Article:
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Book 'Em! Stephen Baldwin Ensured In Nasty Legal Battle With Former Publisher

//stephen baldwin

Feb. 25 2014, Published 7:00 a.m. ET

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Just as Alec Baldwin announces he's retiring from public life, his brother Stephen is back in the headlines for all the wrong reasons. has exclusively learned that Baldwin is entangled in a bitter lawsuit with his former publisher after refusing to return an advance on a book he never finished -- and the fight's getting nasty.

Hachette Book Group sued Baldwin last year, claiming he was paid a $110,000 advance for a non-fiction book about "being a sold out, hardcore, nothing-held-back Jesus freak," but the manuscript never materialized. It was intended to be the second half of a two-book deal he signed in March 2007. The first book, The Death and Life of Gabriel Phillips was published as scheduled in 2008. But the second book was not forthcoming.

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Read The Court Documents

According to court documents obtained by, the publishers allowed Baldwin ample time to complete the work, extending the original January 1, 2008, deadline to September 1, 2008, and then April 1, 2010. But Baldwin "failed to deliver the work by the delivery date as required under the agreement," the publishers claim, and as such, they want to terminate his contract and get their cash back.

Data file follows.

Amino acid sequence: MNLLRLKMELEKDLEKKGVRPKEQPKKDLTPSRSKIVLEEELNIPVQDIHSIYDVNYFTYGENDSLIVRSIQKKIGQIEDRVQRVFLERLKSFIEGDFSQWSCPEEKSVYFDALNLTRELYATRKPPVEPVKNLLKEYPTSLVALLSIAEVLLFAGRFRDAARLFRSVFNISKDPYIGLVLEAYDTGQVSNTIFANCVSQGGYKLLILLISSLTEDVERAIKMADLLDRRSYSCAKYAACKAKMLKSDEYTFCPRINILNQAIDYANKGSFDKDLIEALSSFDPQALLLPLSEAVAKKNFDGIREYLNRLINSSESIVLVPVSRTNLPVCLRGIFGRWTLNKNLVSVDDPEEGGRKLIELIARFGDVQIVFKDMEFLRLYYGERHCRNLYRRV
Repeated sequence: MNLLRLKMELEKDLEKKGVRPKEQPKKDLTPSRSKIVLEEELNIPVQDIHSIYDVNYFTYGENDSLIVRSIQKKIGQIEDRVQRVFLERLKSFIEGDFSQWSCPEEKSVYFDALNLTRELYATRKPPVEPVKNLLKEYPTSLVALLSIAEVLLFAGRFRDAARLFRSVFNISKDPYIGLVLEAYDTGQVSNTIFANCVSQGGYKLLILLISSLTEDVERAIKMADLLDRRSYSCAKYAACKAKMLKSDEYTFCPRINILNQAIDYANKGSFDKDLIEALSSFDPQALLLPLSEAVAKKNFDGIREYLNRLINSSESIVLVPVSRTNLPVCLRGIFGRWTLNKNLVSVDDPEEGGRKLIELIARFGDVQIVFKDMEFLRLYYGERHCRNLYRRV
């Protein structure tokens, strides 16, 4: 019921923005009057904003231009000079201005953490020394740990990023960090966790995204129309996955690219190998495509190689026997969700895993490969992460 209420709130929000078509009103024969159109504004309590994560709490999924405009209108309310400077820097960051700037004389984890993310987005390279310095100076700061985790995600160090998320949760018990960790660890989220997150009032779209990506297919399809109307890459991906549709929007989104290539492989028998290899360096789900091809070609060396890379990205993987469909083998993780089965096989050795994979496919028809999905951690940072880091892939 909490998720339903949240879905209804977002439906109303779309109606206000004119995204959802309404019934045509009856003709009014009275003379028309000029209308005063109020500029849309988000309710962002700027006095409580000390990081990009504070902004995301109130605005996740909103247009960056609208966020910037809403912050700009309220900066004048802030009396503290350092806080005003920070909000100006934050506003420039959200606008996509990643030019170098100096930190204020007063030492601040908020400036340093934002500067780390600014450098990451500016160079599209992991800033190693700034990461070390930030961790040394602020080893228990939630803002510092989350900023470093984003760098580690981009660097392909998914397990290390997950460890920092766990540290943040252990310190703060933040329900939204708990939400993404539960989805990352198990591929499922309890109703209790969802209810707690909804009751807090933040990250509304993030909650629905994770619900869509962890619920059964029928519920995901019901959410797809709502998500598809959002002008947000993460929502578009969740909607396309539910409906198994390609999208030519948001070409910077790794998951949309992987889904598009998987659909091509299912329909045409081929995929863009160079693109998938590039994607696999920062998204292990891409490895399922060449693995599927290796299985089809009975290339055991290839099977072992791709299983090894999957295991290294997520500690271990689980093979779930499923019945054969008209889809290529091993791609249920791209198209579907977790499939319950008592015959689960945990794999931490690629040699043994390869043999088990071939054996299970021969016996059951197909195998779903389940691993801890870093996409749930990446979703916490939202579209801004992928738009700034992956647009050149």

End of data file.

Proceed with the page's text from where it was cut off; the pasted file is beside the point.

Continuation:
Celebrity Justice

But not only does Baldwin want to keep that money, he claims he's still owed $87,000, and he wants the publishers to pay up.

In a response to Hachette's lawsuit filed on February 18, Baldwin insists that Hachette "proceeded in bad faith and in violation of the implied covenant of good faith and fair dealing."

Specifically, Baldwin claims, Hachette "breached its contractual obligations … by, among other things, and without limitation failing or refusing to provide proper and required timely accountings, including a statement of account regarding sales and net licensing revenues for the first book, and by failing or refusing to properly and/or timely remit any sums due and owing."

Baldwin also claims that the company failed to sufficiently market his first book, thereby invalidating the contract, he claims.

As such, the court documents state, Baldwin "has been damaged in the sum of at least $87,500, representing the advance still owed on Book 2, plus any and all other damages in the form of royalties and other payments due and owing."

It's just the latest legal trouble for Baldwin, who was also recently slapped with a foreclosure lawsuit on his million-dollar New York estate, as has reported.



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